• the rise of communalism

  • role of Mohammad Ali Jinnah

  • growth of the All-India Muslim League

  • the demand for Pakistan


4 The road to Independence and Partition

  • the impact of World War II on Anglo-Indian relations

  • impact of the ‘Quit India’ Movement

  • reasons for and the nature of Independence

  • reasons for and the nature of Partition


Option E: Indonesia 1959–1998
Principal focus: Students investigate the key features and issues of the history of Indonesia 1959–1998.
Key features and issues:

  • nature and impact of nationalism

  • nature and impact of Pancasila

  • challenge of communism

  • role and influence of the army

  • nature, impact and collapse of the New Order

  • challenge of regionalism

  • aims and impact of foreign policy


Students learn about:
1 Guided Democracy 1959–1963

  • political, social and economic issues in Indonesia in 1959

  • Pancasila: principles and constitution

  • Sukarno’s role in politics

  • nature of Indonesian foreign policy: aims and strategies


2 The 1965 coup


3 The New Order

  • ideology of the New Order

  • nature and impact of political, economic and foreign policies

  • role of the army

  • nature and impact of religious and regional issues


4 Collapse of the New Order

  • political, social and economic challenges to the Suharto regime

  • problems of East Timor and other regions

  • reasons for the end of the Suharto era

  • Indonesia’s foreign relations in the 1990s


Option F: Japan 1904–1937
Principal focus: Students investigate the key features and issues of the history of Japan 1904–1937.
Key features and issues:

  • nature and role of nationalism

  • nature and impact of internationalism

  • successes and failures of democracy

  • changes in society

  • nature, growth and impact of imperialism

  • nature and impact of militarism

  • tensions between tradition and modernisation

  • aims and impact of Japanese foreign policy


Students learn about:
1 Japan as an emerging power

  • impact of Japanese expansion: Russo-Japanese War, annexation of Korea

  • status as a great power: 21 Demands, role in World War I, Washington Conference

  • political, social and economic issues in Japan by 1921


2 Challenges to traditional power and authority in the 1920s

  • the introduction of limited liberal democracy

  • political influence of the zaibatsu

  • impact of the Seiyukai and other political parties on Japanese political systems and governments

  • challenges of the genro, bureaucracy and army to party politics


3 Rise of militarism in the 1930s

  • political and economic impact of the Great Depression

  • development and impact of modernisation and urbanisation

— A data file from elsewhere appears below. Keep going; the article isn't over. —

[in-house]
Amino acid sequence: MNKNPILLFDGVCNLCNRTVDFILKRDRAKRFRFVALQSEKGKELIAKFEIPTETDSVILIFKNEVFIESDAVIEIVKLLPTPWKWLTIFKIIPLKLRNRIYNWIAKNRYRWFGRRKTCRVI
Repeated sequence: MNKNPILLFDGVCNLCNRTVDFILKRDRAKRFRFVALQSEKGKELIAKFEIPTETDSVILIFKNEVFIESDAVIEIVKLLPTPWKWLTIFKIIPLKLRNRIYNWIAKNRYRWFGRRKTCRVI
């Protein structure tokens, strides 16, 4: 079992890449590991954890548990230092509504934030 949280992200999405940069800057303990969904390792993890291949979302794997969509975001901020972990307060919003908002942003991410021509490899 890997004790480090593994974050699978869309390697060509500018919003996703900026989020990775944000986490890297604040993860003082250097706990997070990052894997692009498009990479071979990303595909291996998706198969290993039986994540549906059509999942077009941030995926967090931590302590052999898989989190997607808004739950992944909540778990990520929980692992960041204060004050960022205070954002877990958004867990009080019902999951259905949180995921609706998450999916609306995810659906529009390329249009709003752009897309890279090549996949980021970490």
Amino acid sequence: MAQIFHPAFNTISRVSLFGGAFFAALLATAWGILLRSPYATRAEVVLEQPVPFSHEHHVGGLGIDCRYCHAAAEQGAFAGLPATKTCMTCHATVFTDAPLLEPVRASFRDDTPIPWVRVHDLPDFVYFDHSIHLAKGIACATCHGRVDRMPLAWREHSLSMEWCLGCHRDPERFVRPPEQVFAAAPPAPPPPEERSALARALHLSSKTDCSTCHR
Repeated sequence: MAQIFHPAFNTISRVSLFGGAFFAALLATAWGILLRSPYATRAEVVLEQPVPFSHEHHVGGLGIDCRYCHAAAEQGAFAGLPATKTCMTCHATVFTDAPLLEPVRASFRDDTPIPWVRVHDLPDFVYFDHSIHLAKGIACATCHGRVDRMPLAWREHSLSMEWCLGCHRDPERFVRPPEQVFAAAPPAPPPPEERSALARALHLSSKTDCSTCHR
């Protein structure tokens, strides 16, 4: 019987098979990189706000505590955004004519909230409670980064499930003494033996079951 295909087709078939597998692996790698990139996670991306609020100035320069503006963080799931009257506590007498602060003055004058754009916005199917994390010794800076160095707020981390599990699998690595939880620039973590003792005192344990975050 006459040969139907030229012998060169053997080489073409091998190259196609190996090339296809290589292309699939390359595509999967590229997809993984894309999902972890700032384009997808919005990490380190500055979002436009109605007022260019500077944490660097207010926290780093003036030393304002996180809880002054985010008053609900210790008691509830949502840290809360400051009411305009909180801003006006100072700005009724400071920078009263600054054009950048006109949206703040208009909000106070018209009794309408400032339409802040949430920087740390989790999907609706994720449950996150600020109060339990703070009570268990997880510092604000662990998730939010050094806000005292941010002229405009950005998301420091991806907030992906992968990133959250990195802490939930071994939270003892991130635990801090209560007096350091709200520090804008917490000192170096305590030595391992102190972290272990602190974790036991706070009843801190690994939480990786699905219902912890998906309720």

• role and significance of the army and political divisions within it

  • hostility towards the zaibatsu and the collapse of party politics

  • differing domestic responses to militarism


4 Japanese foreign policy

  • nature of Japanese foreign policy: aims and strategy to 1937

  • impact of ideology on Japanese foreign policy to 1937



Option G: Russia and the Soviet Union 1917–1941
Principal focus: Students investigate the key features and issues of the history of Russia and the Soviet Union 1917–1941.
Key features and issues:

  • communism in theory and practice

  • Bolshevik consolidation of power

  • changes in society

  • leadership conflict and differing visions for the USSR

  • purpose and impact of collectivisation and industrialisation

  • nature and impact of Stalinism

  • aims and impact of Soviet foreign policy


Students learn about:
1 Bolshevik consolidation of power

  • Lenin and the Bolshevik Revolution in 1917

  • main features of Communist (Bolshevik) ideology at the time of the revolution

  • social and political reforms of the Bolshevik government

  • significance of the Treaty of Brest-Litovsk

  • the Civil War and aims, nature and impact of War Communism

  • the New Economic Policy (NEP)


2 Stalin’s rise to power

  • power struggle between Trotsky and Stalin and its immediate aftermath

  • reasons for the triumph of Stalin as leader of the USSR


3 The Soviet State under Stalin

  • Stalin’s role in the Soviet state

  • introduction of collectivisation and industrialisation (Five Year Plans)

  • Stalinism as totalitarianism

  • impact of purges, show trials and ‘the Terror’ on the Communist Party and Soviet society

  • impact of Stalinism on society, culture and the economy


4 Soviet foreign policy

  • changing nature of Soviet foreign policy: aims and strategies 1917–1941

  • impact of changing ideology on Soviet foreign policy 1917–1941


Option H: South Africa 1960–1994
Principal focus: Students investigate the key features and issues of the history of South Africa 1960–1994.